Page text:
• Professionalism: These outlets do not employ the standards and best practices of professional journalism. They refrain from providing clear information about real authors, editors, publishers and owners. They lack transparency, accountability, and do not publish corrections on debunked information.

    • Style: These outlets use emotionally driven language with emotive expressions, hyperbole, ad hominem attacks, misleading headlines, excessive capitalization, unsafe generalizations and fallacies, moving images, graphic pictures and mobilizing memes.

    • Credibility: These outlets rely on false information and conspiracy theories, which they often employ strategically. They report without consulting multiple sources and do not employ fact-checking methods. Their sources are often untrustworthy and their standards of news production lack credibility.

    • Bias: Reporting in these outlets is highly biased and ideologically skewed, which is otherwise described as hyper-partisan reporting. These outlets frequently present opinion and commentary essays as news.

    • Counterfeit: These outlets mimic professional news media. They counterfeit fonts, branding and stylistic content strategies. Commentary and junk content is stylistically disguised as news, with references to news agencies, and credible sources, and headlines written in a news tone, with bylines, date, time and location stamps.

    Sources of junk news were evaluated and reevaluated in a rigorously iterative coding process. A team of 12 trained coders, familiar with the US political and media landscape, labeled sources of news and information based on a grounded typology. The Krippendorff’s alpha value for inter-coder reliability among three executive coders, who developed the grounded typology, was 0.805. The 91 sources of political news and information, which we identified over the course of several years of research and monitoring, produce content that includes various forms of propaganda and ideologically extreme, hyper-partisan, and conspiratorial political information. We tracked how the URLs to these websites were being shared over Twitter and Facebook (see online supplement for details)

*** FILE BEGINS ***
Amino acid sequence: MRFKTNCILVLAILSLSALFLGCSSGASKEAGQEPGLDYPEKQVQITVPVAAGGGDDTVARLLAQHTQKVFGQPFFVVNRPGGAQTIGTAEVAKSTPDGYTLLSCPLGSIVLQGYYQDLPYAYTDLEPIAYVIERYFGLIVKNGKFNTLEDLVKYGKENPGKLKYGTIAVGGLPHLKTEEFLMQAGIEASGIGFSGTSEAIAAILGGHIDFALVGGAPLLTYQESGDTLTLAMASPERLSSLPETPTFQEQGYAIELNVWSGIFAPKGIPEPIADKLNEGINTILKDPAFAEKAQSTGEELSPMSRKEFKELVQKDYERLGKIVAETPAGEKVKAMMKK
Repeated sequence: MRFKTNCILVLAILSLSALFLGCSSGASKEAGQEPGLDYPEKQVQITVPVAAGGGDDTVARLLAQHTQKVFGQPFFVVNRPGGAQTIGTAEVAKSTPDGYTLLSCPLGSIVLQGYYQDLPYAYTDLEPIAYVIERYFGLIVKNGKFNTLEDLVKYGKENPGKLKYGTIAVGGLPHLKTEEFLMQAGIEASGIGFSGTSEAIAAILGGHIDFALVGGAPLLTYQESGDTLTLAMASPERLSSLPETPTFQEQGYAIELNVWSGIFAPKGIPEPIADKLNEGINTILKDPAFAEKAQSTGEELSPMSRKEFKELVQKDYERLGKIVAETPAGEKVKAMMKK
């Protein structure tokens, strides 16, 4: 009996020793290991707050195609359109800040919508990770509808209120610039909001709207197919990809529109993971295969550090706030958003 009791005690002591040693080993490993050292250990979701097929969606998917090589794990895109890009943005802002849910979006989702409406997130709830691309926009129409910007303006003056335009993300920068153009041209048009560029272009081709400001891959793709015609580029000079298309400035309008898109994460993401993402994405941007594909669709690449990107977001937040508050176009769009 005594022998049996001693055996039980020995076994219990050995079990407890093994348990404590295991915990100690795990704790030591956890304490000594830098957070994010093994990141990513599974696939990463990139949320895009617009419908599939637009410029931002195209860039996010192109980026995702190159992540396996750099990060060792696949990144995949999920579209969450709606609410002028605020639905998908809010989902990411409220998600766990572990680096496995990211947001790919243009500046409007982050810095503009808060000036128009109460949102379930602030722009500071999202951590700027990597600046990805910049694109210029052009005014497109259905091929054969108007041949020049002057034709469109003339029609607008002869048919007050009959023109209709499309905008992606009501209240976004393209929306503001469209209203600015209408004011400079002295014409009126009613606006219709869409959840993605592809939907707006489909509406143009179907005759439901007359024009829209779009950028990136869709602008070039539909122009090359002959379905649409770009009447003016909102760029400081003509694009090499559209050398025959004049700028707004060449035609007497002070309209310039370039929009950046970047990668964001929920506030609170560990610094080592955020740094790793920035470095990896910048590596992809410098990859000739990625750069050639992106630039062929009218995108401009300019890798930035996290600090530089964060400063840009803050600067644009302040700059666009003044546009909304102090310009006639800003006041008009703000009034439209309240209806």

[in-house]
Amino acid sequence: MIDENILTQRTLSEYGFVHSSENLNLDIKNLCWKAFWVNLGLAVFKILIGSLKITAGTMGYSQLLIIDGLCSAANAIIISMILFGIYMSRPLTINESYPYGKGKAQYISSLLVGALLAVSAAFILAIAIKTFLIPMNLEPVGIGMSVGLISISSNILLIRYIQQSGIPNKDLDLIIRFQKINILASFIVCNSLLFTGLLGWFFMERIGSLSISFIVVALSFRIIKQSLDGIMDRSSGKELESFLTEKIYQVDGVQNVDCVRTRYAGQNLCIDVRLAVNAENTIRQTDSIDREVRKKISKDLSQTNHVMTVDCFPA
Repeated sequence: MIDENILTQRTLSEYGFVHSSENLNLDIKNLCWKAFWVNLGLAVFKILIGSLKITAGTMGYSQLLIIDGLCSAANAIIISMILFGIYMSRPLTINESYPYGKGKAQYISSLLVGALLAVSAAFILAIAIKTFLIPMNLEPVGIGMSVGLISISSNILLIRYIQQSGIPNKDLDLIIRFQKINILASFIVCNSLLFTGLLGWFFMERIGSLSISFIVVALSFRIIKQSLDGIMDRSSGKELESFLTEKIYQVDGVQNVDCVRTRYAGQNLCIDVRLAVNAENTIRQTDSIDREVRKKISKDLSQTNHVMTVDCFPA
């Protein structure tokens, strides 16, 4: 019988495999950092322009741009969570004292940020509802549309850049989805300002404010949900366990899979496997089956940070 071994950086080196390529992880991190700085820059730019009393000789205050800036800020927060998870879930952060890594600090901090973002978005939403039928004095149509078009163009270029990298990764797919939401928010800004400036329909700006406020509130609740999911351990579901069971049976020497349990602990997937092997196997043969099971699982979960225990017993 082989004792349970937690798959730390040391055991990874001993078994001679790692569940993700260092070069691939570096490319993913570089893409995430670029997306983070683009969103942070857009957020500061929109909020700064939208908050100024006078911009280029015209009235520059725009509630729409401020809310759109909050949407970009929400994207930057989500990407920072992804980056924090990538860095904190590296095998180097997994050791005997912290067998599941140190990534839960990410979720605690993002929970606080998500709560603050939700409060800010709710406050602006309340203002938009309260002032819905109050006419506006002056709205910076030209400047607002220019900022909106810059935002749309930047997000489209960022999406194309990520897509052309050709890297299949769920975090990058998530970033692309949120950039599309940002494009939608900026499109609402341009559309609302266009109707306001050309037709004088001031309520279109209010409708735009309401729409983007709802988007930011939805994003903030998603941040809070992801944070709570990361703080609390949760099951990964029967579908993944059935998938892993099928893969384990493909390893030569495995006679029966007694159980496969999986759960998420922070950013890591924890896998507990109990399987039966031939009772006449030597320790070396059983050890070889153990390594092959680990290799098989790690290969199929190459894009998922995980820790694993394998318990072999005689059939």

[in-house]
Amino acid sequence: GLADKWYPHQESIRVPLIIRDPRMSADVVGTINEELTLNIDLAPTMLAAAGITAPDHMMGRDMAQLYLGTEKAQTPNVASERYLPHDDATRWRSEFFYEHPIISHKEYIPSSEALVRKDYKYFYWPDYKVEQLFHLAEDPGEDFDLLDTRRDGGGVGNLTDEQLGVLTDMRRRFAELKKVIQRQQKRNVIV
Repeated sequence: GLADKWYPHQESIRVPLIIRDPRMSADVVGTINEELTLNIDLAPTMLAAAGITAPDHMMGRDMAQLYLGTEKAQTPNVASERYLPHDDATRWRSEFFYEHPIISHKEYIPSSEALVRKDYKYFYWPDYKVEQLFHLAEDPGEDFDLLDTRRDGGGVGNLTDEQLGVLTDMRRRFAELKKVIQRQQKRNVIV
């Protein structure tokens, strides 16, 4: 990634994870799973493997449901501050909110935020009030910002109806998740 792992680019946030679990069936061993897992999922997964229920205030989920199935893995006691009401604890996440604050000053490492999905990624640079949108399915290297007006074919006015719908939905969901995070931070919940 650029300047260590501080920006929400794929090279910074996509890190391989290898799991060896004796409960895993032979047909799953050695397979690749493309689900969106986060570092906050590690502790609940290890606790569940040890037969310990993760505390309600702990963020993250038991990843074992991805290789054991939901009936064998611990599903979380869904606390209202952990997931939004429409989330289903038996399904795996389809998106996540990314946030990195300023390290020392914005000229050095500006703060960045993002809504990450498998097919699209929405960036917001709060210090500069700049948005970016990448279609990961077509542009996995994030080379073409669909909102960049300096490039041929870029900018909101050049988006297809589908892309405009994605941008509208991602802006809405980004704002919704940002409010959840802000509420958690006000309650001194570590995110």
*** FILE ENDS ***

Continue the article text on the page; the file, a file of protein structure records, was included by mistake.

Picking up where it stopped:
--
    [SIG] 10/28/2017: Soylent Upgrade v14 [soylentnews.org]
  • (Score: 0, Troll) by VLM on Thursday February 08 2018, @03:52PM (8 children)

    by VLM (445) on Thursday February 08 2018, @03:52PM (#634963)

    They're basically describing the NYT and CNN without calling out by name, aren't they?

    Sure, nicely defined set of pattern matching rules, but don't forget the implied suffix, well, obviously excluding our political friends at X Y and Z.

    There's also chronological issues. Maybe I'm late to the party, but I remember the BBC "in the old days" was the bastion of real journalism to the world, and then in the brexit and scottish independence voting they went full on propaganda lie mode, and I'm like "WTF BBC?". So sure, I'll agree, maybe the NYT in 1955 or 1975 was respectable, but its a laughingstock today.

    • (Score: 4, Informative) by NotSanguine on Thursday February 08 2018, @04:11PM

      by NotSanguine (285) <{NotSanguine} {at} {SoylentNews.Org}> on Thursday February 08 2018, @04:11PM (#634975) Homepage Journal

      They're basically describing the NYT and CNN without calling out by name, aren't they?

      Actually, they do name names. Not only do they name names, they provide details as to how they arrived at that list of names.

      Don't believe me. Look at their data:
      http://comprop.oii.ox.ac.uk/wp-content/uploads/sites/93/2018/02/Polarization-Partisanship-JunkNews-OnlineSupplement.pdf [ox.ac.uk]

      But you don't care about data and evidence do you? You're right and anyone who disagrees is wrong, isn't that it?

      Science doesn't care what you, I, or anyone else thinks. When done properly, the data speaks for itself.

      But please, don't let that stop you. We all get a nice chuckle when you blather on. As such, by all means carry on.

      --